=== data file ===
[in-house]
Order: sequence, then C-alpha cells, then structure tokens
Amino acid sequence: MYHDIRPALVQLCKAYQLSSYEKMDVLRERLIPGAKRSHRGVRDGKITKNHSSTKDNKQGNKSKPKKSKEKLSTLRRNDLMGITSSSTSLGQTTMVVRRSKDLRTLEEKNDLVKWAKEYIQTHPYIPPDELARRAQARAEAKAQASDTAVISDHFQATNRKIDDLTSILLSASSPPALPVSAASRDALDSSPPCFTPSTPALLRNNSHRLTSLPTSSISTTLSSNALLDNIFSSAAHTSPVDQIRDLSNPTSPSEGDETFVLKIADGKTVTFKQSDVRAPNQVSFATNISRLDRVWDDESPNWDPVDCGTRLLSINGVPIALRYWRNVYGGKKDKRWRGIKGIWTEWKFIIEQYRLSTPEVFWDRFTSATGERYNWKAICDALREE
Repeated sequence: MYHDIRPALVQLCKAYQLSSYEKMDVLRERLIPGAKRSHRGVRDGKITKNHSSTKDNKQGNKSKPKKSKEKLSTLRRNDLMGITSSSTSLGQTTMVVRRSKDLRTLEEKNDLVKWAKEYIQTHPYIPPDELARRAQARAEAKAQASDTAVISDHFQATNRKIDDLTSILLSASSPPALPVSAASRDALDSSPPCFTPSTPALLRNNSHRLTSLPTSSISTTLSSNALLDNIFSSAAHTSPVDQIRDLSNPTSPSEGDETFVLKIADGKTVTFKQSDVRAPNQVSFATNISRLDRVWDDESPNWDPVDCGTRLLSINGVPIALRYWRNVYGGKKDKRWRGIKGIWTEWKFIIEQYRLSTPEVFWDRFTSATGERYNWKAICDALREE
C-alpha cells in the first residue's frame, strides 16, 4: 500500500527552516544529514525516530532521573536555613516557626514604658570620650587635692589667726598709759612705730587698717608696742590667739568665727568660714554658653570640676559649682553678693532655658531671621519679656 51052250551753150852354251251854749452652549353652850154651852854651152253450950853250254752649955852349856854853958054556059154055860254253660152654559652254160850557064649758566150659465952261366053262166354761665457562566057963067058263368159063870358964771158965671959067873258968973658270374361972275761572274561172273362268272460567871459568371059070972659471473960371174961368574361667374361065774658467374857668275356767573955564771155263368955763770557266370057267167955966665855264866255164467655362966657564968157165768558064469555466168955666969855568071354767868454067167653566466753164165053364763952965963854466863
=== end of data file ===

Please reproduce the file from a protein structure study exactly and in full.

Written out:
[in-house]
Order: sequence, then C-alpha cells, then structure tokens
Amino acid sequence: MYHDIRPALVQLCKAYQLSSYEKMDVLRERLIPGAKRSHRGVRDGKITKNHSSTKDNKQGNKSKPKKSKEKLSTLRRNDLMGITSSSTSLGQTTMVVRRSKDLRTLEEKNDLVKWAKEYIQTHPYIPPDELARRAQARAEAKAQASDTAVISDHFQATNRKIDDLTSILLSASSPPALPVSAASRDALDSSPPCFTPSTPALLRNNSHRLTSLPTSSISTTLSSNALLDNIFSSAAHTSPVDQIRDLSNPTSPSEGDETFVLKIADGKTVTFKQSDVRAPNQVSFATNISRLDRVWDDESPNWDPVDCGTRLLSINGVPIALRYWRNVYGGKKDKRWRGIKGIWTEWKFIIEQYRLSTPEVFWDRFTSATGERYNWKAICDALREE
Repeated sequence: MYHDIRPALVQLCKAYQLSSYEKMDVLRERLIPGAKRSHRGVRDGKITKNHSSTKDNKQGNKSKPKKSKEKLSTLRRNDLMGITSSSTSLGQTTMVVRRSKDLRTLEEKNDLVKWAKEYIQTHPYIPPDELARRAQARAEAKAQASDTAVISDHFQATNRKIDDLTSILLSASSPPALPVSAASRDALDSSPPCFTPSTPALLRNNSHRLTSLPTSSISTTLSSNALLDNIFSSAAHTSPVDQIRDLSNPTSPSEGDETFVLKIADGKTVTFKQSDVRAPNQVSFATNISRLDRVWDDESPNWDPVDCGTRLLSINGVPIALRYWRNVYGGKKDKRWRGIKGIWTEWKFIIEQYRLSTPEVFWDRFTSATGERYNWKAICDALREE
C-alpha cells in the first residue's frame, strides 16, 4: 500500500527552516544529514525516530532521573536555613516557626514604658570620650587635692589667726598709759612705730587698717608696742590667739568665727568660714554658653570640676559649682553678693532655658531671621519679656 51052250551753150852354251251854749452652549353652850154651852854651152253450950853250254752649955852349856854853958054556059154055860254253660152654559652254160850557064649758566150659465952261366053262166354761665457562566057963067058263368159063870358964771158965671959067873258968973658270374361972275761572274561172273362268272460567871459568371059070972659471473960371174961368574361667374361065774658467374857668275356767573955564771155263368955763770557266370057267167955966665855264866255164467655362966657564968157165768558064469555466168955666969855568071354767868454067167653566466753164165053364763952965963854466863